You might try Eshakti. I haven’t looked at seasonal styles recently but they often carry the fabric weights and lengths you’re looking for, and all of their bottoms always come with generous pockets. They can be pretty hit or miss – some people love, some people hate – but I’ve had really good luck with their pieces. I’ve seen comments here and elsewhere that altering a piece from how it’s shown changes the fit – this has not been my experience at all. I’ve changed necklines, hemlines, sleeves, and fabrics and had everything fit exactly as desired when it arrived.

      I wear a 16 in pants and their straight sizes fit me perfectly for separates (I use custom fit for dresses).

      1. Dark Macadamia*

        Yeah, everything I’ve ordered with custom options has looked awful, and my last order was delayed over a month (like, production+packing, not a shipping issue) with no updates or acknowledgement of the delay. And then they just straight up didn’t refund the stuff I returned for over 3 months after confirming the items had been returned (I had to demand my money back or I would still be waiting). The stuff I did keep was pretty, but comparable to Target in quality.

      2. Observer*

        My experience with them has been mixed. And outside of denim, I haven’t been able to find anything mid-weight. The lined stuff is a bit better, because the lining gives it heft. But even so, you can’t really wear it in winter weather.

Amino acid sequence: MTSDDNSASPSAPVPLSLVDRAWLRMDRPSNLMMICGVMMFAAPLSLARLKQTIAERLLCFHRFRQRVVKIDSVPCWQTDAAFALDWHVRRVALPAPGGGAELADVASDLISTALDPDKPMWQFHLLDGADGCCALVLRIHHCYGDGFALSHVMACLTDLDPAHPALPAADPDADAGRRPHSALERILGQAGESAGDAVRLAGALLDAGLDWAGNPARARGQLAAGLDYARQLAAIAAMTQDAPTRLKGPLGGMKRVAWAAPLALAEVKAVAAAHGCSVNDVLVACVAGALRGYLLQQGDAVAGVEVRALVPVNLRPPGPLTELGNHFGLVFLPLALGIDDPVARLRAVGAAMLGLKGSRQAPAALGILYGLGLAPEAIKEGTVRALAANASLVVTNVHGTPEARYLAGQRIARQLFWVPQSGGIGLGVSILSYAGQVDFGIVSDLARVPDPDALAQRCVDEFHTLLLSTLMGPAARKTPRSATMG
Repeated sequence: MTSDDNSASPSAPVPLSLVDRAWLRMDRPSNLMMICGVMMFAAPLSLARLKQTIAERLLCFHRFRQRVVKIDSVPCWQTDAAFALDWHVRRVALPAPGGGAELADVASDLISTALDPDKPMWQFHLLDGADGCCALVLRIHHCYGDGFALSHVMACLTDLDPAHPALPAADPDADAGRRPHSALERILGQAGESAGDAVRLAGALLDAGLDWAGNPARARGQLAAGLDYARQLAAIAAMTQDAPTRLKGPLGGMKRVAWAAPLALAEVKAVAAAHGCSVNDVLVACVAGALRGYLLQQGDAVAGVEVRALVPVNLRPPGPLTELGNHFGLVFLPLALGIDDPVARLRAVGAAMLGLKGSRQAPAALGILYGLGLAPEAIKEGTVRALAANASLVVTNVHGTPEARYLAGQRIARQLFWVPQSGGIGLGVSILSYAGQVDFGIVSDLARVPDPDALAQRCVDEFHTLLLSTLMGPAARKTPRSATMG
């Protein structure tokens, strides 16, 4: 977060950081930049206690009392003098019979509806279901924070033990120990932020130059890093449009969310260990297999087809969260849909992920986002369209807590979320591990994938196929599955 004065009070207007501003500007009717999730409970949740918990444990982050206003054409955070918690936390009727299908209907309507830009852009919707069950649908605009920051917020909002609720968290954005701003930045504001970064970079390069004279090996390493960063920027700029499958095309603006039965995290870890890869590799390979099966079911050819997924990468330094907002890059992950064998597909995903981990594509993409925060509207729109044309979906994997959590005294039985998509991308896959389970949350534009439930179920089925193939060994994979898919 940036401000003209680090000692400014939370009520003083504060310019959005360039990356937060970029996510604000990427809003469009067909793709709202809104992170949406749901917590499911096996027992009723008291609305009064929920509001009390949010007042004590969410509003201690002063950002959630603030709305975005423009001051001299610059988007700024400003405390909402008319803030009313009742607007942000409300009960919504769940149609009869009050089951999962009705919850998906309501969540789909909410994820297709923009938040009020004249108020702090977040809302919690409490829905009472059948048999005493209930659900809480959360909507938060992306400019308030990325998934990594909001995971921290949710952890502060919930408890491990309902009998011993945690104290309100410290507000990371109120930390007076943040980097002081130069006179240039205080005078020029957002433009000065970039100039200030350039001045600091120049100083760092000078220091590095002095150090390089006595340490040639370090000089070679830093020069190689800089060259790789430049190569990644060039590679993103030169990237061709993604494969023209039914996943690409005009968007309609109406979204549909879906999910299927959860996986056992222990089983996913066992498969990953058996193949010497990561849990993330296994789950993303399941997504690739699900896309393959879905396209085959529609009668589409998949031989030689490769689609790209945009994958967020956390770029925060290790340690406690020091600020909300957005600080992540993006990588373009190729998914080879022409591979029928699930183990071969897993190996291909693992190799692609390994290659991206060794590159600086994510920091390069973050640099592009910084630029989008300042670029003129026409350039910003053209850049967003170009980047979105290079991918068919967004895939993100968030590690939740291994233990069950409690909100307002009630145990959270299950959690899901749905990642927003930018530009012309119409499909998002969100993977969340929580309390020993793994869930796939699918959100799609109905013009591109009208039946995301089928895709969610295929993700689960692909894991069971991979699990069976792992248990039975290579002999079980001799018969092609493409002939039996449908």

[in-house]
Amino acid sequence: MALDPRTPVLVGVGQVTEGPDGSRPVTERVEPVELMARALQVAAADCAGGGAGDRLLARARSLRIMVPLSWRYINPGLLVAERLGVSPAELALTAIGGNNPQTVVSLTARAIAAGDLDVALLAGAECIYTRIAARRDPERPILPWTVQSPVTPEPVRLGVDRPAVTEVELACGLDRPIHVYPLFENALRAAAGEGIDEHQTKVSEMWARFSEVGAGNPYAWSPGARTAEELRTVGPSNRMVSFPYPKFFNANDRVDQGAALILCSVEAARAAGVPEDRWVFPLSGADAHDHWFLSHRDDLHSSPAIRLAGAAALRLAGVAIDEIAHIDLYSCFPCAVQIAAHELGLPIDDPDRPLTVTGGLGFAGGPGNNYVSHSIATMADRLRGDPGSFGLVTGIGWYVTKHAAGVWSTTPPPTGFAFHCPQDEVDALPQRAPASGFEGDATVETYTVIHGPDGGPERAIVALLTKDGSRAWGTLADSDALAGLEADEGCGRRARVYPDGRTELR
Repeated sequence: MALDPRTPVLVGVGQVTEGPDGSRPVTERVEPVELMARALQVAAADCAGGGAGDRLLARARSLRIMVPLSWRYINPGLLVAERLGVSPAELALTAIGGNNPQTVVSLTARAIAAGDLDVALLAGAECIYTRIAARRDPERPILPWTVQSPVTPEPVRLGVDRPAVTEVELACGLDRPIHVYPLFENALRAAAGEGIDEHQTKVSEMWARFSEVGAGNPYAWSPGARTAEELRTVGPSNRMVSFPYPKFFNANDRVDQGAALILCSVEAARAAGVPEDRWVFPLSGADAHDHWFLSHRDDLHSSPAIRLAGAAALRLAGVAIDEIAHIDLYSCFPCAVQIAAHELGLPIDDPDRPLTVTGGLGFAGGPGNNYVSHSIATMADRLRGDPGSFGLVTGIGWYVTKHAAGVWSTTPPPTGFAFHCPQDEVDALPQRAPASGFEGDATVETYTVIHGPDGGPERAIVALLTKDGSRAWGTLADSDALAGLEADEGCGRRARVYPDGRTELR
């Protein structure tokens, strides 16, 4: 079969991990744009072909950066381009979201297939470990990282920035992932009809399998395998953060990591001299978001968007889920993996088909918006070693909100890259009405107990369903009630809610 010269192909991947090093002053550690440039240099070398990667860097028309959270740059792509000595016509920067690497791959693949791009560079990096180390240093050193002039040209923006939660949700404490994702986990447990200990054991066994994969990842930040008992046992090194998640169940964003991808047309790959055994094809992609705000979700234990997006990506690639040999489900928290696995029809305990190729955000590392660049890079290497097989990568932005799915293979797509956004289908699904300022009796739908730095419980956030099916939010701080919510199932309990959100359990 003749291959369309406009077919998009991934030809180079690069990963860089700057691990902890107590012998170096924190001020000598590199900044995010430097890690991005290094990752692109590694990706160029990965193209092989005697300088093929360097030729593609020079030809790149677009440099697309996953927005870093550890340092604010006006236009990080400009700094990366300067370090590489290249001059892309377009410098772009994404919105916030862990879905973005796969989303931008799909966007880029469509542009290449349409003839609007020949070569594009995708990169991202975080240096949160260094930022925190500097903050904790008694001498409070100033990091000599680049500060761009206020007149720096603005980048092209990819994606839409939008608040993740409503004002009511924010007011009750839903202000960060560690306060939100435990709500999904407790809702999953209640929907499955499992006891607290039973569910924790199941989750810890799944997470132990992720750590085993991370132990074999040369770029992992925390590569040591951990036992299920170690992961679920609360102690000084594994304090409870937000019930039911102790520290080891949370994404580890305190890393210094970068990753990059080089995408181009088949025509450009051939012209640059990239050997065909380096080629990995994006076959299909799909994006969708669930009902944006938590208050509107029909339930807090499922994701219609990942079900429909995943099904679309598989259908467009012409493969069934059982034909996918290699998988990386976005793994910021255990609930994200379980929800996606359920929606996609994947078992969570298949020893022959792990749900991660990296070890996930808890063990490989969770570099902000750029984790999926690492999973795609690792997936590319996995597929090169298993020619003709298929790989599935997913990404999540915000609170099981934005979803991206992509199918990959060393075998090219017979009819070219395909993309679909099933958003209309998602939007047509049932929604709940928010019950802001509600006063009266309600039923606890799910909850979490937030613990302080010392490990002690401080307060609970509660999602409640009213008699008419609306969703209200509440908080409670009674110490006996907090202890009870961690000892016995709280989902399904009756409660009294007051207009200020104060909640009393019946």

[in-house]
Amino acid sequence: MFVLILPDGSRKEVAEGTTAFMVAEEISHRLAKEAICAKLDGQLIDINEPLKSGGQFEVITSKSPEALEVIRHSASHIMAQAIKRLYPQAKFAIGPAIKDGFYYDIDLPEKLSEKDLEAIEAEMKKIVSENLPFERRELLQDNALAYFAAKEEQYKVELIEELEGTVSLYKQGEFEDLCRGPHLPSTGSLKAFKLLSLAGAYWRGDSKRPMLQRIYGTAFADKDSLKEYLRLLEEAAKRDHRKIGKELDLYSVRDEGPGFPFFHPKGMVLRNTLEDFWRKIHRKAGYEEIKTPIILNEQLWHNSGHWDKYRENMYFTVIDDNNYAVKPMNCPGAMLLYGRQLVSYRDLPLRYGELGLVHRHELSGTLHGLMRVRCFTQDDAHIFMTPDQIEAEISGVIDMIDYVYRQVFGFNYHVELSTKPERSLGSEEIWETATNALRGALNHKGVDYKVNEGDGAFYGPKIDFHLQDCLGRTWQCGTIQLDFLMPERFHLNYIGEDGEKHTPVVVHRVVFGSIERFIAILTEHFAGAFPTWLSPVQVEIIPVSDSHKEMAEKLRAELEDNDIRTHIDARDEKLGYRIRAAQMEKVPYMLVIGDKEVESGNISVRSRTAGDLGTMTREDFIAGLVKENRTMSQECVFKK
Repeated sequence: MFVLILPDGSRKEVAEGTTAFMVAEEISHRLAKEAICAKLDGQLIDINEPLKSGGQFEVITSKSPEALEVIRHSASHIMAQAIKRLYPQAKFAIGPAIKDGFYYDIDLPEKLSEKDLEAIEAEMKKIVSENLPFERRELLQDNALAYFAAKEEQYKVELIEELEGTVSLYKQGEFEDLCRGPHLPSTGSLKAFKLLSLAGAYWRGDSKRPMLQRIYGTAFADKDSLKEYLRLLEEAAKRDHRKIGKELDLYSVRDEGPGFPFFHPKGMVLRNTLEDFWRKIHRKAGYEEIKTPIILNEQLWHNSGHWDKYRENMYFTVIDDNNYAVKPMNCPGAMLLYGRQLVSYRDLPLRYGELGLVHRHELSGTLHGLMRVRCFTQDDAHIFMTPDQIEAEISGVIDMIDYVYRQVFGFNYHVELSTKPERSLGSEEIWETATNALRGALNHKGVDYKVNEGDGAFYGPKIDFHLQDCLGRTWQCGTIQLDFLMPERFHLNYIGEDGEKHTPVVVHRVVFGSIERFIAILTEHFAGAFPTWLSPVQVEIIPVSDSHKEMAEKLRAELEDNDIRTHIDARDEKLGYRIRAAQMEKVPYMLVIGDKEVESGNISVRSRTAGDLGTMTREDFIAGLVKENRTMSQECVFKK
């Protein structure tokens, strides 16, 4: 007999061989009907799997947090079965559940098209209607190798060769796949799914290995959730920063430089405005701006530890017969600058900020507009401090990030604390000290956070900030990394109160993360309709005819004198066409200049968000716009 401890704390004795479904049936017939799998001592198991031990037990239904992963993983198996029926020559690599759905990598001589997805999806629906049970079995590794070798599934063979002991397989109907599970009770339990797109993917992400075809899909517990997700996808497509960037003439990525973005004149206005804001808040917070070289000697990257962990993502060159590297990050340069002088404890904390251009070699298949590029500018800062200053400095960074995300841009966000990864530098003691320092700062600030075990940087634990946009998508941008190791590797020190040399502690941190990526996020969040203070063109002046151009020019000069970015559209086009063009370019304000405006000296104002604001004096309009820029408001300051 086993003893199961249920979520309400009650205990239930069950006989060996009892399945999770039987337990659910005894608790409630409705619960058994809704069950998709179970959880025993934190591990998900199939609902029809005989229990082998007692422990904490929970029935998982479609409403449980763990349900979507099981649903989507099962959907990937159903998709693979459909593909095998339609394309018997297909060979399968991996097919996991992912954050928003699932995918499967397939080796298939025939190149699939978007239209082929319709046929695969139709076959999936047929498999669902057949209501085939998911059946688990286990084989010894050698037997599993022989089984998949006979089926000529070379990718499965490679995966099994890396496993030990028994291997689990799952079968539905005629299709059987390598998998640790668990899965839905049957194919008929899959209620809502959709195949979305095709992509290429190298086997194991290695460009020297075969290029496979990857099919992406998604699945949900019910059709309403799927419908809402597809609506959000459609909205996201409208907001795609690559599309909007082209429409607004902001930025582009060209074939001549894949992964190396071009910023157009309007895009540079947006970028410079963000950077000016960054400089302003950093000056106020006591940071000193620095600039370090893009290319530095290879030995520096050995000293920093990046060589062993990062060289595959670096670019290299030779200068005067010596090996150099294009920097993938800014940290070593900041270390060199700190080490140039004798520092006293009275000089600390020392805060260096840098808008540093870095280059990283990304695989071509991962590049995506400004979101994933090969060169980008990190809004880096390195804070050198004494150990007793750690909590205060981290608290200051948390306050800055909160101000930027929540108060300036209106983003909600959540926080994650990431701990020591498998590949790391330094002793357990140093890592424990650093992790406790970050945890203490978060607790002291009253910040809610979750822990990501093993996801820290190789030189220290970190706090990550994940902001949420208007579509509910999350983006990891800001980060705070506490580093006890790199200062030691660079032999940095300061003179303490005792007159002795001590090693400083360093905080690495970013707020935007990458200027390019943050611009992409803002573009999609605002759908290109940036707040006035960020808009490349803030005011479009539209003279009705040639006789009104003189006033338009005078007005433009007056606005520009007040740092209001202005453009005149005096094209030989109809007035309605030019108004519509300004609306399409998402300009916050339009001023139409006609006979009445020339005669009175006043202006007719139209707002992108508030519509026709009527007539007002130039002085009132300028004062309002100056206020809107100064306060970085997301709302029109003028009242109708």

1. Observer*

          OK, I see that you were asking about summer / fall, midi-length. I misread.

          But I would still say that my experience is mixed.

    2. league**

      Woman Within’s 7-day knit A-line skirt might work. You can also go to bottoms–>skirts on their website and then limit your search to items with pockets, and glance through the pics for midi.

      1. ShinyPenny*

        Woman Within also has 100% cotton jeans (no lycra!) with wonderfully big, functional pockets. (Elastic waist, which is perfect for working in the barn or the garden.)

    3. Roland*

      Pockets are a pretty standard alteration – I love buying skirts and dresses with pockets but at the end of the day, if you can pay a little less and just have pockets put in, it could be worth the hassle.

    4. Blue wall*

      Lands end occasionally have skirts that fit these reqs, as does JJill. You may need to wait for the new season.

      1. Observer*

        Yes, I’ve had mostly good experience with LandsEnd. One thing to note is that a lot of their skirts are dry clean only, at least the woven fabrics. (Knits are a total no go for me, for skirts.)

    5. Mac (I Wish All The Floors Were Lava)*

      I haven’t purchased from modcloth in a while, but I think they generally have skirts-with-pockets and I remember the fabrics they used being high quality and holding up to wear pretty well.

  52. Cookies For Breakfast*